Christopher Cornwell Useful Links for ECONOMETRICS [Updated Spring 2017] Econometrics software The Terry College
supports Mathematica,
Matlab,
R, RATS, SAS, SPSS,
and Stata.
Students should contact the Terry College Office of
Information Technology (OIT) for access to these
programs. OIT provides a complete listing of Terry's
research computing resources on its site.
UGA offers free access to
Stata and SPSS through its vLab
service. Mathworks provides Matlab tutorials and links to other offsite resources. RStudio provides
a nice user interface for R, and, like R, it is
opensource. The Comprehensive R Archive Network
(CRAN) provides a list
of econometrics packages for R. Florian Heiss
has written a book that
introduces R in the context of an introductory
econometrics course. You will find many resources
for learning Stata at the company's
website. Some of the best are available through
UCLA's Academic Technology Services, which provides
public access to detailed
guides to using Stata, including seminars with
video demonstrations. The Carolina Population
Center at UNC offers a Stata
tutorial. The SSCC at Wisconsin does
offers two: one
for students and one
for researchers. Here
is a convenient twopage introduction. Masayuki
Kudumatsu has collected many useful Stata
links, as well as a long, wideranging
list
of
resources for economics research, focusing on
computing. A group of data practitioners have
created and compiled an impressive set of resources
for data
analysis and visualization with Stata at GitHub. The SAS Institute provides a number of applications of its ETS module. Good general SAS help can be found through this Indiana University page. Programming and workflow best practices HansMartin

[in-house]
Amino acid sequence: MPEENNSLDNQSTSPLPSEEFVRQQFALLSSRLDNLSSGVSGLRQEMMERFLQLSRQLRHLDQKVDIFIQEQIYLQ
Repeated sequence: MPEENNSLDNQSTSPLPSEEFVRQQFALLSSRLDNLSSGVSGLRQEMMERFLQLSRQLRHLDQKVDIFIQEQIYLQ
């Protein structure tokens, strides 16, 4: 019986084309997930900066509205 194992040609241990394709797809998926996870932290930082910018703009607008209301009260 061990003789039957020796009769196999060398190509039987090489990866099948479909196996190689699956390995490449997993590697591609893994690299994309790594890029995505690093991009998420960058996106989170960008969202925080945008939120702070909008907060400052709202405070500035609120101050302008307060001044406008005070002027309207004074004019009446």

von
Gaudecker provides extensive guidance on effective
programming practices and project
organization. Matt Gentzko and Jesse
Shapiro have produced a useful practitioner's
guide coding and data management for social
scientists. From the TeX FAQ: `TeX is a typesetting system written by Donald Knuth, who says in the Preface to his book on TeX that it is "intended for the creation of beautiful books  and especially for books that contain a lot of mathematics".' LaTeX is a popular TeX macro package. For an uptodate implementation of TeX, LaTeX and related programs for Windows (all current variants) try MikTeX. Many useful TeX resources can be found TeX Users' Group (TUG) site. Another good place to find help is through Hildebrand's TeX Resources page. Beamer is a LaTeX class that allows you to produce slide presentations (like PowerPoint) in a LaTeX environment. It is included with the MikTeX distribution.
The Terry College research server runs a version of the unix operating system. For help understanding unix, consult UNIXhelp for Users or the Unix Tutorial for Beginners.